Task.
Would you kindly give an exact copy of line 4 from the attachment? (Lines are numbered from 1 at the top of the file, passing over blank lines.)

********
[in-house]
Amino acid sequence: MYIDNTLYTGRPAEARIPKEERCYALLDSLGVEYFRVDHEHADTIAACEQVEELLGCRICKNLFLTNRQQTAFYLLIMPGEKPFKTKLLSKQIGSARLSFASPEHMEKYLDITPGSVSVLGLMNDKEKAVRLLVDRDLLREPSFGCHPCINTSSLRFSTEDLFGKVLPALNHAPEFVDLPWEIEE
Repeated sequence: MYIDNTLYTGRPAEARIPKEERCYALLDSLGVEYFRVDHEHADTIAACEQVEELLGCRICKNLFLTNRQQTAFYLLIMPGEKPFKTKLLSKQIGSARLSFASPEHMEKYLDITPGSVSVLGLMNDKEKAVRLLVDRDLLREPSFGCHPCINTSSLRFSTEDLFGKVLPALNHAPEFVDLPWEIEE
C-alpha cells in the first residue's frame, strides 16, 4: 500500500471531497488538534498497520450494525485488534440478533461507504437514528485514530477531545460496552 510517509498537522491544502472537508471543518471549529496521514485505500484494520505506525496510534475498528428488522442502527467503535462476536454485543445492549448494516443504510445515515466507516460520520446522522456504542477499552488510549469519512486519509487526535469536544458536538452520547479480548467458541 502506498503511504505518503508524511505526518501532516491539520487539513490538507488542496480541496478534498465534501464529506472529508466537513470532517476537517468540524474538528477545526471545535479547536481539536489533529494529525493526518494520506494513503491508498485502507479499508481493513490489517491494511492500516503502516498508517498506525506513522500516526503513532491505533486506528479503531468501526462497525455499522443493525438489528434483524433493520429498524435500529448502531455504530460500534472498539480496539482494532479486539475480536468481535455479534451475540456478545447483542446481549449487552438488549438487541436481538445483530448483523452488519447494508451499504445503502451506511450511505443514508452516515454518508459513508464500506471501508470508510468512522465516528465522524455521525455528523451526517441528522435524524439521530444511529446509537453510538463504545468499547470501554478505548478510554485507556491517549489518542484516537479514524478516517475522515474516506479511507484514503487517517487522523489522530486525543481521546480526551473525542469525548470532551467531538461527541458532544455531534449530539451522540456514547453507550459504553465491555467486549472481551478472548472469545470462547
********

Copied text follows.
C-alpha cells in the first residue's frame, strides 16, 4: 500500500471531497488538534498497520450494525485488534440478533461507504437514528485514530477531545460496552 510517509498537522491544502472537508471543518471549529496521514485505500484494520505506525496510534475498528428488522442502527467503535462476536454485543445492549448494516443504510445515515466507516460520520446522522456504542477499552488510549469519512486519509487526535469536544458536538452520547479480548467458541 502506498503511504505518503508524511505526518501532516491539520487539513490538507488542496480541496478534498465534501464529506472529508466537513470532517476537517468540524474538528477545526471545535479547536481539536489533529494529525493526518494520506494513503491508498485502507479499508481493513490489517491494511492500516503502516498508517498506525506513522500516526503513532491505533486506528479503531468501526462497525455499522443493525438489528434483524433493520429498524435500529448502531455504530460500534472498539480496539482494532479486539475480536468481535455479534451475540456478545447483542446481549449487552438488549438487541436481538445483530448483523452488519447494508451499504445503502451506511450511505443514508452516515454518508459513508464500506471501508470508510468512522465516528465522524455521525455528523451526517441528522435524524439521530444511529446509537453510538463504545468499547470501554478505548478510554485507556491517549489518542484516537479514524478516517475522515474516506479511507484514503487517517487522523489522530486525543481521546480526551473525542469525548470532551467531538461527541458532544455531534449530539451522540456514547453507550459504553465491555467486549472481551478472548472469545470462547